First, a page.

SAN FRANCISCO (USA Today) - She sits in the dark, waiting. A man at each side lifts her into position. A veil is lifted; staring at you is the Girl with a Pearl Earring. Inviting yet distant. Familiar yet unknowable.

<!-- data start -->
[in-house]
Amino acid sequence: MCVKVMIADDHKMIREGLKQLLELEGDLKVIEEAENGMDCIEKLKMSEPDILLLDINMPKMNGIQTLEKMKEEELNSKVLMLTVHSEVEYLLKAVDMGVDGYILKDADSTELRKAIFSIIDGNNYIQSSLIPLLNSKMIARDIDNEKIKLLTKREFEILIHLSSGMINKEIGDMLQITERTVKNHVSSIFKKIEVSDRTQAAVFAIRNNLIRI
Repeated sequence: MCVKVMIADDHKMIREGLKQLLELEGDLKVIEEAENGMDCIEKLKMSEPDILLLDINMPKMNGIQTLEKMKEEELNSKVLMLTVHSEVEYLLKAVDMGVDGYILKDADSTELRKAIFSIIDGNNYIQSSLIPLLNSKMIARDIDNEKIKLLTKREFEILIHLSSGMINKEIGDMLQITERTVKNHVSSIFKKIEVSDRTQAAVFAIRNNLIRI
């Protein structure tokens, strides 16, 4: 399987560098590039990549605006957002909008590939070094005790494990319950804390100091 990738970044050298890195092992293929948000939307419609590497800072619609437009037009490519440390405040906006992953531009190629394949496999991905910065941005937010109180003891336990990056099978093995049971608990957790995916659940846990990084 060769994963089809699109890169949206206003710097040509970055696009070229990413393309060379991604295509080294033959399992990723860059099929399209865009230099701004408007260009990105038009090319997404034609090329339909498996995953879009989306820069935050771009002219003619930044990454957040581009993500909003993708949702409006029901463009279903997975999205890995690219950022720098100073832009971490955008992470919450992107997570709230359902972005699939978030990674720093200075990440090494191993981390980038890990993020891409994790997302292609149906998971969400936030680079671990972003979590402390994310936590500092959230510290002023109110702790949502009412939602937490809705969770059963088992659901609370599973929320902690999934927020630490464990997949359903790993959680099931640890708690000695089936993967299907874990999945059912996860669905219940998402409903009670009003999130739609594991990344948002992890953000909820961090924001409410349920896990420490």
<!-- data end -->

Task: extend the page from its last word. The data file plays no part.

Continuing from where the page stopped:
The gasps were audible as one of the world's most recognizable paintings -- created in 1665 by Dutch Master Johannes Vermeer and in recent years the inspiration for a novel and film by the same name -- was unveiled for workers and special patrons of the de Young Museum Tuesday night. For art lovers, this moment was the World Series, Super Bowl and Masters rolled into one magic moment. It is the first time in nearly 20 years the modest, 17-by-15-inch portrait has visited the USA, which will include stops in Atlanta and New York later this year. "She's known as the Dutch Mona Lisa, and like that work the fascination we have with her is endless," says Dede Wilsey, one of this city's leading philanthropists and president of the de Young, which will host Girl with a Pearl Earring: Dutch Paintings from the Mauritshuis from Jan. 26 to June 2. "Besides, every woman with a pearl earring always thinks, 'How come mine doesn't look as good as that?' " Wilsey spearheaded the push to win over the Royal Picture Gallery Mauritshuis in the Hague, whose current renovation precipitated the loan of this Vermeer and 34 other permanent collection masterpieces from the Golden Age of Dutch painting, including works by Rembrandt van Rijn and Carel Fabritius. Wilsey's track record luring King Tut's gold and Picasso gems here helped the cause, and she's gunning for the one-and-only Mona Lisa next. "Why not?" she says with a wink of a work that hasn't been in the U.S. since the 1960s, when Jackie Kennedy lured the lovely Italian to Washington, D.C. "We set up our museum to accommodate very special exhibits, including the dedication of one gallery to an entire painting if necessary." "The girl" -- as everyone here calls the Vermeer classic -- has her own room at the de Young. Bathed in a soft light, the image is almost photographic. Up close, one can't help but marvel at the deceptive simplicity of this work. A young girl emerges from darkness, facing away from the painter but looking over her shoulder in his direction. Her lips are slightly parted. Her hair has vanished under a blue and yellow turban that would not have been a common fashion of the day. And there, hanging from her left ear, is a large pearl earring, a delicate dollop of white paint that rivets the viewer like a full moon. "It's more than just a beautiful girl who was beautifully painted," says Emilie Gordenker, director of the Royal Picture Gallery Mauritshuis, noting that nearly 1.2 million visitors saw the painting during its recent stop in Japan. "She begs a question with her look. She asks you to fill in her story." Novelist Tracy Chevalier did just that in her 1999 historical novel, Girl with a Pearl Earring, in which Vermeer becomes close to a servant named Griet. (The Mauritshuis often gets visitors asking, "Where's Griet?") The 2003 movie version starred Scarlett Johansson as the object of the painter's affection, and helped catapult the painting into the cultural mainstream. "Everyone's probably seen the image somewhere, in posters or on T-shirts, but frankly it's not the same as looking up close," says Robin Cembalest, executive editor of ARTnews magazine. "If you're lucky enough to see it in person, just look in her eyes and take it from there." Vermeer painted fewer than 40 works in his lifetime, but he was a seminal figure in a group of artistic all-stars that redefined the role of art. Prior to the 17th century, most artists idealized their subjects and settings, often taking their stylistic cues and patronage from the church. What Vermeer, Rembrandt and other Dutch painters did was produce tableaux of everyday people and quotidian street scenes, thereby elevating the dignity of the ordinary citizen while at the same time providing a record of public life during an extremely rich and exploratory phase of Dutch history. "It was a dynamic time with an explosion of innovation, including in art," says Gordenker. "Not only did the subject matter change from the religious to the secular, but so did the scale. Paintings got smaller because they were meant to hang in homes. Combine that with extreme painterly skill and you get works that are still relevant today." Those include a number of paintings in this Girl exhibit, including Rembrandt's Portrait of an Elderly Man, which rejects the rigors of formal portraiture, and Fabritius' The Goldfinch, a stark and faintly modernist rendition of a pet bird. On Tuesday night, the remaining works of this exhibit were hung under the watchful eyes of Julian Cox, chief curator of the Fine Arts Museums of San Francisco, which includes the de Young and Legion of Honor. Given the incalculable value of the art in question, countless procedures were in place to ensure their safety. That started with each Dutch masterwork traveling in its own crate, which actually looks more like a finely wrought piece of furniture. Although insurance is taken out on such priceless pieces, measures included sending the paintings on multiple international flights and in various transport vans. Girl got no special treatment in order to help her not stand out.But "rest assured, for an exhibit like this, and with a star painting like Girl with a Pearl Earring, all precautions are being taken," says Cox, adding that Girl will feature a transparent barrier -- like the Mona Lisa -- to guard against accidental or deliberate damage. But tonight she is naked, nothing separating her gaze from yours. Wilsey and a few other distinguished visitors cautiously approach the painting as if tip-toeing up to a newborn. One woman comments on the elegant drape of the turban; another the dizzying large size of the pearl. Then someone asks whether the girl would have worn lipstick, the only apparent explanation for her lush red lips. "No," says Wilsey with a sigh. "That's just the moistness of youth."